Sun Microsystems has moved one mailing list posting closer to explaining how it plans to mimic the Linux distribution model with OpenSolaris. Developer Glynn Foster, seen here molesting a beer, has described Sun's so-called "Project Indiana" in mostly coherent detail. Sun plans to back a more elaborate delivery mechanism for …
It's About Time
As an outsider to the Solaris community that's been interested in trying it out, let me say that it's about damn time this happens. If you go to the OpenSolaris web site, all bright eyed and eager to download a new operating system, you will walk away in bitter disappointment. Sure, it says the word "open" in two dozen languages on the web page, but when you go hunting for an installer disk to download, suddenly you are cast into a maze. Nevada builds? What the hell is Nevada? Oh, it's what they're calling the OpenSolaris code base. You'll need to download these components and build them. Well, how do I install it? Oh, you can't do that, you need to have a Solaris machine up already to build on. But you can get started if you go to Sun's site and download their Solaris Express Enterprise Pro Champion Edition (after dutifully registering), and then enjoy that pleasant install experience. And when that's done, you still have the work ahead of you of getting ON (what the hell is that? Oh, OS and Network. Sorry, I don't work at Sun) built and updated. Did I miss anything? We haven't gotten to packages to make the system usable yet.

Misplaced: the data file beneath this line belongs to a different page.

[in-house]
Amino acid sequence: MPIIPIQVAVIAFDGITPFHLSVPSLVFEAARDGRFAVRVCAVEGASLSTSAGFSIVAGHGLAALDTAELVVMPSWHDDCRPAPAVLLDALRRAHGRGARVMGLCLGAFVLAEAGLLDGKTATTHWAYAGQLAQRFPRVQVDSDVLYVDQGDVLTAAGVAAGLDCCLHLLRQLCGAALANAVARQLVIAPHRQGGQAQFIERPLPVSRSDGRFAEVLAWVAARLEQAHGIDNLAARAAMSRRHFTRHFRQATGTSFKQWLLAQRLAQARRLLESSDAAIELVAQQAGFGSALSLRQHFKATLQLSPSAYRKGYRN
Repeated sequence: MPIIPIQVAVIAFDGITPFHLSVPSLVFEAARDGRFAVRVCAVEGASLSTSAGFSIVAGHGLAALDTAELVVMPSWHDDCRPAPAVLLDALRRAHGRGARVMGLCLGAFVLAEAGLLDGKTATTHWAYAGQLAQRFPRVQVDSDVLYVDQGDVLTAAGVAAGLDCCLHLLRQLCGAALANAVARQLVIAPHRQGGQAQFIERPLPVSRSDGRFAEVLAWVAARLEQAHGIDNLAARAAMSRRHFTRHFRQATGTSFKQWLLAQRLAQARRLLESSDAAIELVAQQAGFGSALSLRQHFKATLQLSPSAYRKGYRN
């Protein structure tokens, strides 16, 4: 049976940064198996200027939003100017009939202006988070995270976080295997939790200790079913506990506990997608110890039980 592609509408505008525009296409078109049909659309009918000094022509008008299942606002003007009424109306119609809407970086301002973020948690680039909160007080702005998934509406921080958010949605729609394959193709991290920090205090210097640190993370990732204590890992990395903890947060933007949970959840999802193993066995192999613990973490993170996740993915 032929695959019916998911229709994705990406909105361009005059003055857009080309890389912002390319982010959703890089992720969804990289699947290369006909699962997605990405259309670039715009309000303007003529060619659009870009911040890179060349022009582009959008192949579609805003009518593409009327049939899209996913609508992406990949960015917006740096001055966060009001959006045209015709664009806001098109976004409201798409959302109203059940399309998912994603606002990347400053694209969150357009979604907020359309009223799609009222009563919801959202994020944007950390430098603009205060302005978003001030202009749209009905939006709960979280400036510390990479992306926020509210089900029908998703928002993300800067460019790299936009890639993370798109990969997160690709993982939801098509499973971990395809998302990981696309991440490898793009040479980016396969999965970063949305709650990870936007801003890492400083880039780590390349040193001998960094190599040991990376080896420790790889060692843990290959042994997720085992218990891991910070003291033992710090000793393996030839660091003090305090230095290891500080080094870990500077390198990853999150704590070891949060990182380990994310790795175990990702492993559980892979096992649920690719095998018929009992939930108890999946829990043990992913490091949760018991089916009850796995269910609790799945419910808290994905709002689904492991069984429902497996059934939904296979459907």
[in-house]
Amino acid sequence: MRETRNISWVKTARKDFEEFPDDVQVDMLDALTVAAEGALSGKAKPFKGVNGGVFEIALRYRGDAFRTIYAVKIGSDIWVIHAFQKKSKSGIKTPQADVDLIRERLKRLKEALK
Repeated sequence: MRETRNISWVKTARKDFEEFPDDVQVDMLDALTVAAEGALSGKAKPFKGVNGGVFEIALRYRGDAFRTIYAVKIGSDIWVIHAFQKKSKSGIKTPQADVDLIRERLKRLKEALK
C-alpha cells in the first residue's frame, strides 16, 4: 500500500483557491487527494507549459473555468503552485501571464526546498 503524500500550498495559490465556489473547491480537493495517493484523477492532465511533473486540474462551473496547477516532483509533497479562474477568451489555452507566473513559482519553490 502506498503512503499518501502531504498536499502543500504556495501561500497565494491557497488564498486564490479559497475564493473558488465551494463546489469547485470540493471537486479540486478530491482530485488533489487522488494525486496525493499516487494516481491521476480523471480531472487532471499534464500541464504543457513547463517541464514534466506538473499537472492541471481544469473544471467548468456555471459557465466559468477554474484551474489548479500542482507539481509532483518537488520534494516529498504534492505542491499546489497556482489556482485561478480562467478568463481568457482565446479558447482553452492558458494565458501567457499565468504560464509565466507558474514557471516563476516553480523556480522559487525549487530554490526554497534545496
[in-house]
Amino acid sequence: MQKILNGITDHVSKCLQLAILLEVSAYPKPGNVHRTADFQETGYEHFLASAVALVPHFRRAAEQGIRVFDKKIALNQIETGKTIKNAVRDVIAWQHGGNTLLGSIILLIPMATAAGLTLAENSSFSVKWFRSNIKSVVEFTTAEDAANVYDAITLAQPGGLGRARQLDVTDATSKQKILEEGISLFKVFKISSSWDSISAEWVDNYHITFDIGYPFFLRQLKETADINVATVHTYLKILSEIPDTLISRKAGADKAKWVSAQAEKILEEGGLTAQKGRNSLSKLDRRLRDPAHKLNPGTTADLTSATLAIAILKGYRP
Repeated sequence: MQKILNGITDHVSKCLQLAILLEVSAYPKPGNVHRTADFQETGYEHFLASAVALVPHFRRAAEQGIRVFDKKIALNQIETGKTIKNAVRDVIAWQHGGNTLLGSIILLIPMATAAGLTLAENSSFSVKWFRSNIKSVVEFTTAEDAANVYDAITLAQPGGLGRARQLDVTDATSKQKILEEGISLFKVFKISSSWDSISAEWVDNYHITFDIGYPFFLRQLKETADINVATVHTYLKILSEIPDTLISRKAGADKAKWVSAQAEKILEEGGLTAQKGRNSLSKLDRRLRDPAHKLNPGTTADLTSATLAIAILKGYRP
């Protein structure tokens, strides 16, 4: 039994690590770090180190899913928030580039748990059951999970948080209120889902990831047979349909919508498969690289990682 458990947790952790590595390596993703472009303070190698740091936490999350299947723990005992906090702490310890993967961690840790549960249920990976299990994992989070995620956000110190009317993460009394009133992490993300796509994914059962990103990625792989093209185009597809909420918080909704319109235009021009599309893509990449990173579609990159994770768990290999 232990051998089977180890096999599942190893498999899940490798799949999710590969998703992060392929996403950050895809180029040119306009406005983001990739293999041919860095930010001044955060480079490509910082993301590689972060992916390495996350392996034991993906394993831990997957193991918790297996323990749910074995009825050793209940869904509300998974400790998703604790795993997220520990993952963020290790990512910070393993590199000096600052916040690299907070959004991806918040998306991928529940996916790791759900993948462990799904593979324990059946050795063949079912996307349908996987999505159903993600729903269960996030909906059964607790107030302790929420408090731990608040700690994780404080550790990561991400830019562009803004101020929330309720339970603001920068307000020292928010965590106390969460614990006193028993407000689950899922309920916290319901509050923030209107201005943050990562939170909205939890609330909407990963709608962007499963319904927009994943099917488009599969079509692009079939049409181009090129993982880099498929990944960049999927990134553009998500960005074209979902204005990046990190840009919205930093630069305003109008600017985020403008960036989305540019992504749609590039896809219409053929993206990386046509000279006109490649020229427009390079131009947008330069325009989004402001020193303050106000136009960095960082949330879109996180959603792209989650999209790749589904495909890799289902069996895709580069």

I just want an ISO that says OpenSolaris and installs THE OpenSolaris system. In a usable state. Then I'll be able to test my apps against it and claim they work. "Well, it runs on Belenix" doesn't quite feel the same, does it?
Ashlee Vance, always the senseless Sun critic (sometimes rightfully so, but more often not) misses the point, as usual, in eagerness to bash Sun. I look forward to downloading this disk when it is available.
If they're going to imitate an OS...
...can it have Debian's package management please? That'd be nice :)
Debian package tools
In answer to Robert Grant, it should only have Debian's package manager when crap like aptitude doesn't crash every other time it's run.
It would really help if the article was more structured, sentences shorter, and overall if it made sense.
I'm a user of OpenSolaris Community Edition and just a little aware of Indiana. But this article doesn't make any sense to me.
Ashlee, if you want to make a point to other people rather than just to yourself, then it helps to explain things and maybe to say less but more clearly.
Yes, it's long overdue...
I agree with the first poster, and it is for this reason that I have stuck largely with the "proper" Solaris versions, which are free to download. They're somewhat behind on hardware support (but they *are* the stable versions, to be fair, and you don't want cutting-edge, untested code in a stable tree).